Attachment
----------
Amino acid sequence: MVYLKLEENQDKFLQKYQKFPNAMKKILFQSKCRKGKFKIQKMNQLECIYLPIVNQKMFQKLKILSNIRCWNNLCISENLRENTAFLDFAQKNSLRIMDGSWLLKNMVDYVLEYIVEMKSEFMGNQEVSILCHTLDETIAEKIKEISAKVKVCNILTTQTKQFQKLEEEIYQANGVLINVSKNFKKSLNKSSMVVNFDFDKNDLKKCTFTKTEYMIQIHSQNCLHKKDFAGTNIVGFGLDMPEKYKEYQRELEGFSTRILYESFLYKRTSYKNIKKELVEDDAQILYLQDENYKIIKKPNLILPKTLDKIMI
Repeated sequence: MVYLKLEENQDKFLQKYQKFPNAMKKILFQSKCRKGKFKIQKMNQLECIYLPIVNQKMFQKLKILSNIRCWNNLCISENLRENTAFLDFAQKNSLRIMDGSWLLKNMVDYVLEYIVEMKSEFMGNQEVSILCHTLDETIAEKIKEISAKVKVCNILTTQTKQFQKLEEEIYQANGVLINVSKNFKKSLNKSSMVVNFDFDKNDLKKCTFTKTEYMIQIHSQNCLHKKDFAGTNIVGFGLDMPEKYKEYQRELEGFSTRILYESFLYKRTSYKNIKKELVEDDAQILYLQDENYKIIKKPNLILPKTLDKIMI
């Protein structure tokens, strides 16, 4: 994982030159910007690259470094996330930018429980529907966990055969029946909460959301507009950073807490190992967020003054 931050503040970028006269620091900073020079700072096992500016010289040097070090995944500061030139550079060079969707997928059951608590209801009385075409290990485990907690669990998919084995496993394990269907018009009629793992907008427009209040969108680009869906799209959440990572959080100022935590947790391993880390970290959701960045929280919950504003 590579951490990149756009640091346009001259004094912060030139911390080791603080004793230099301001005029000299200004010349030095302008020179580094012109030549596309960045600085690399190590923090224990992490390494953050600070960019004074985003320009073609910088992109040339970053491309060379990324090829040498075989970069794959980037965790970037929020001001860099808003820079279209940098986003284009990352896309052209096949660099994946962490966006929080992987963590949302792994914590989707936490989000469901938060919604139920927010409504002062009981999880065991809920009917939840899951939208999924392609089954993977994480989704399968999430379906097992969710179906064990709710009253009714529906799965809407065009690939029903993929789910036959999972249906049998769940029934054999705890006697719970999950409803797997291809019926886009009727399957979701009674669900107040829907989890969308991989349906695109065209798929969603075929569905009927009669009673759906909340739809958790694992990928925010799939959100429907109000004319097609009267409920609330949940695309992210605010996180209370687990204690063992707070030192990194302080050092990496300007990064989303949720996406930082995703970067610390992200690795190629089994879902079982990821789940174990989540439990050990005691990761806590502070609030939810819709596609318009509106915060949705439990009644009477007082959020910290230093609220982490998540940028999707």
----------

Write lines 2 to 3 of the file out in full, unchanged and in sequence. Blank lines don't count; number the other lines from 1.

Repeated sequence: MVYLKLEENQDKFLQKYQKFPNAMKKILFQSKCRKGKFKIQKMNQLECIYLPIVNQKMFQKLKILSNIRCWNNLCISENLRENTAFLDFAQKNSLRIMDGSWLLKNMVDYVLEYIVEMKSEFMGNQEVSILCHTLDETIAEKIKEISAKVKVCNILTTQTKQFQKLEEEIYQANGVLINVSKNFKKSLNKSSMVVNFDFDKNDLKKCTFTKTEYMIQIHSQNCLHKKDFAGTNIVGFGLDMPEKYKEYQRELEGFSTRILYESFLYKRTSYKNIKKELVEDDAQILYLQDENYKIIKKPNLILPKTLDKIMI
């Protein structure tokens, strides 16, 4: 994982030159910007690259470094996330930018429980529907966990055969029946909460959301507009950073807490190992967020003054 931050503040970028006269620091900073020079700072096992500016010289040097070090995944500061030139550079060079969707997928059951608590209801009385075409290990485990907690669990998919084995496993394990269907018009009629793992907008427009209040969108680009869906799209959440990572959080100022935590947790391993880390970290959701960045929280919950504003 590579951490990149756009640091346009001259004094912060030139911390080791603080004793230099301001005029000299200004010349030095302008020179580094012109030549596309960045600085690399190590923090224990992490390494953050600070960019004074985003320009073609910088992109040339970053491309060379990324090829040498075989970069794959980037965790970037929020001001860099808003820079279209940098986003284009990352896309052209096949660099994946962490966006929080992987963590949302792994914590989707936490989000469901938060919604139920927010409504002062009981999880065991809920009917939840899951939208999924392609089954993977994480989704399968999430379906097992969710179906064990709710009253009714529906799965809407065009690939029903993929789910036959999972249906049998769940029934054999705890006697719970999950409803797997291809019926886009009727399957979701009674669900107040829907989890969308991989349906695109065209798929969603075929569905009927009669009673759906909340739809958790694992990928925010799939959100429907109000004319097609009267409920609330949940695309992210605010996180209370687990204690063992707070030192990194302080050092990496300007990064989303949720996406930082995703970067610390992200690795190629089994879902079982990821789940174990989540439990050990005691990761806590502070609030939810819709596609318009509106915060949705439990009644009477007082959020910290230093609220982490998540940028999707």